Don't Buy the Myth That Government Workers Are Overpaid

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With the economy stalled, wages stagnate, and government debt setting new records every month, it must make people furious to hear that the government coddles its workers with higher pay and richer benefit promises at the federal, state and local level. Federal employees' average compensation has grown to more than double what private sector workers earn, USA Today reported this week.

But was the story accurate? Does the private sector get a raw deal, or is the gap between public and private employees a myth? To find out I spoke with two experts on public and private compensation, one from the right and one from the left.

Here is an edited transcript of my interview with Christian Weller, a senior fellow at the liberal Center for American Progress. My interview with Andrew Biggs, a scholar with the conservative American Enterprise Institute, is here.

Is the public sector pampered?

The people who make that argument often simply compare average wages. That's wrong because the public sector has substantially more degrees than the private sector. One study by the National Institute of Retirement Security by Milwaukee that accounted for education found that the public sector gets paid between 7 and 12 percent less when you control for age and characteristics. That gap remains if you include compensation like pensions and health care.

Aren't the defined benefit plans for government employees promising the public sector much more retirement money than the private sector expects with defined contribution 401(k) plans?

The main issue here is that the public sector workforce has defined benefit plans. But if you compare apples to apples, you will find that similar workers in the private sector also tend to be covered with generous defined contribution or defined benefit plans. The majority of SP 500 companies, for example, offer defined benefit plans. And that's in addition to Social Security.

State pension plans are in a lot of trouble right now, as governments have promised more retirement money than they can pay. How grave is this crisis?

It's a broad landscape. There are thousands of state and and local plans.  Many of these plans, like in Massachusetts, are very well funded. They've weathered the crisis and generate good returns, and they've made adjustments to their benefit structure. There are other states and other plans that are a mess, like Illinois. But there is no one size fits all even problem.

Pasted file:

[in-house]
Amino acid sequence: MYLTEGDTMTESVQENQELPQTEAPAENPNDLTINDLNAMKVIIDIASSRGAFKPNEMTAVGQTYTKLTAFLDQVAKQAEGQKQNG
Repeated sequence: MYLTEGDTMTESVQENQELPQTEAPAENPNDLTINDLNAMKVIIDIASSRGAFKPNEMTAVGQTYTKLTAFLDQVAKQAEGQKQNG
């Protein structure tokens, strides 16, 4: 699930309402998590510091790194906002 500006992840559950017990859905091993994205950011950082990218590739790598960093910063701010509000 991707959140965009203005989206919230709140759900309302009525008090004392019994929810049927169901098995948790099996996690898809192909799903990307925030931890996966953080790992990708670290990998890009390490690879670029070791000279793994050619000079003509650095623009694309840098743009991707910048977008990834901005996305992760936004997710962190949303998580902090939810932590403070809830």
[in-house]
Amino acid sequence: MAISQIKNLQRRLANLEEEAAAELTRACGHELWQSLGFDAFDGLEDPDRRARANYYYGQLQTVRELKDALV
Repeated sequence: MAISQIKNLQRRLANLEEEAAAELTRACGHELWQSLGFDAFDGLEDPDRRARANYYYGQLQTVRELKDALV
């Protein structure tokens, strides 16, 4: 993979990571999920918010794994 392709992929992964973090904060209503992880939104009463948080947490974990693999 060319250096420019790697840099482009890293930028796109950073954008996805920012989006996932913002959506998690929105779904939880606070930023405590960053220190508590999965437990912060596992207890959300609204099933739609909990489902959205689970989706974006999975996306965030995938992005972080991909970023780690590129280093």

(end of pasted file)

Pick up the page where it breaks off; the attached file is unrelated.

What's the menu of options for fixing broken pensions?

There are four things you can do when your state pension plan gets into trouble: increase contributions from employers, increase contributions from employees, cut benefits, or aim for higher investment returns.

Is there discussion about a massive shift away to defined contribution and away from defined benefit?

It's more costly to go to defined contribution. The main issue is that defined benefit pension plans are professionally managed. That reduces the number of risks for the individual, takes away longevity risk, the chance that you'll run out of money in retirement, and it does that in a managed matter. It smooths over valley in peaks in investment performance over generations. I'm not saying we shouldn't have defined contribution plans. I have a defined contribution plan. But they should be an additional retirement vehicle, allowing you to individualize your savings.

Relying on defined contribution means you have to be born lucky. You can contribute the same as your parents and children and still come out with very different returns depending on whether you live in a prolonged bull or bear markets. Retirees in early 80s or now will come out bad. Retirees in the late 90s come out good. It's intergenerational lottery.

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Derek Thompson is a senior editor at The Atlantic, where he writes about economics, labor markets, and the entertainment business.

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